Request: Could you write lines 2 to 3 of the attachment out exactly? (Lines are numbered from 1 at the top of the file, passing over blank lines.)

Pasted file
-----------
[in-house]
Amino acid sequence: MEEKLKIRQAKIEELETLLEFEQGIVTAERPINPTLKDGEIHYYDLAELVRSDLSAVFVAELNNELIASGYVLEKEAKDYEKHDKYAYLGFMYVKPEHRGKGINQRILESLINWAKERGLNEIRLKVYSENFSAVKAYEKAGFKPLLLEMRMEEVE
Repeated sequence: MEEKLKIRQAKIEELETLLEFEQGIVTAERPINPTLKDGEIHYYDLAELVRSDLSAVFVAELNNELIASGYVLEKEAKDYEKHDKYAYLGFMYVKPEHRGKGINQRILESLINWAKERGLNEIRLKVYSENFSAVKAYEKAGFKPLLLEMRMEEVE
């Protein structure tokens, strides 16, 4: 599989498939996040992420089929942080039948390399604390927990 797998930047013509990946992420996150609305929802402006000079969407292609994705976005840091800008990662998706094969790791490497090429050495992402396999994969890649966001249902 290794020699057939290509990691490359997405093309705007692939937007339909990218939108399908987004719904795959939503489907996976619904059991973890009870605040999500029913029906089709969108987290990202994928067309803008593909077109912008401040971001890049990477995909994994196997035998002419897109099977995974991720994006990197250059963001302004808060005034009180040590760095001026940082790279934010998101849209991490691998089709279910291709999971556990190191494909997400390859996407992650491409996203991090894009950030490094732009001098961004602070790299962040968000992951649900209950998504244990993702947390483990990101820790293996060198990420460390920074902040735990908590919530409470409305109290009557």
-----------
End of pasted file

Amino acid sequence: MEEKLKIRQAKIEELETLLEFEQGIVTAERPINPTLKDGEIHYYDLAELVRSDLSAVFVAELNNELIASGYVLEKEAKDYEKHDKYAYLGFMYVKPEHRGKGINQRILESLINWAKERGLNEIRLKVYSENFSAVKAYEKAGFKPLLLEMRMEEVE
Repeated sequence: MEEKLKIRQAKIEELETLLEFEQGIVTAERPINPTLKDGEIHYYDLAELVRSDLSAVFVAELNNELIASGYVLEKEAKDYEKHDKYAYLGFMYVKPEHRGKGINQRILESLINWAKERGLNEIRLKVYSENFSAVKAYEKAGFKPLLLEMRMEEVE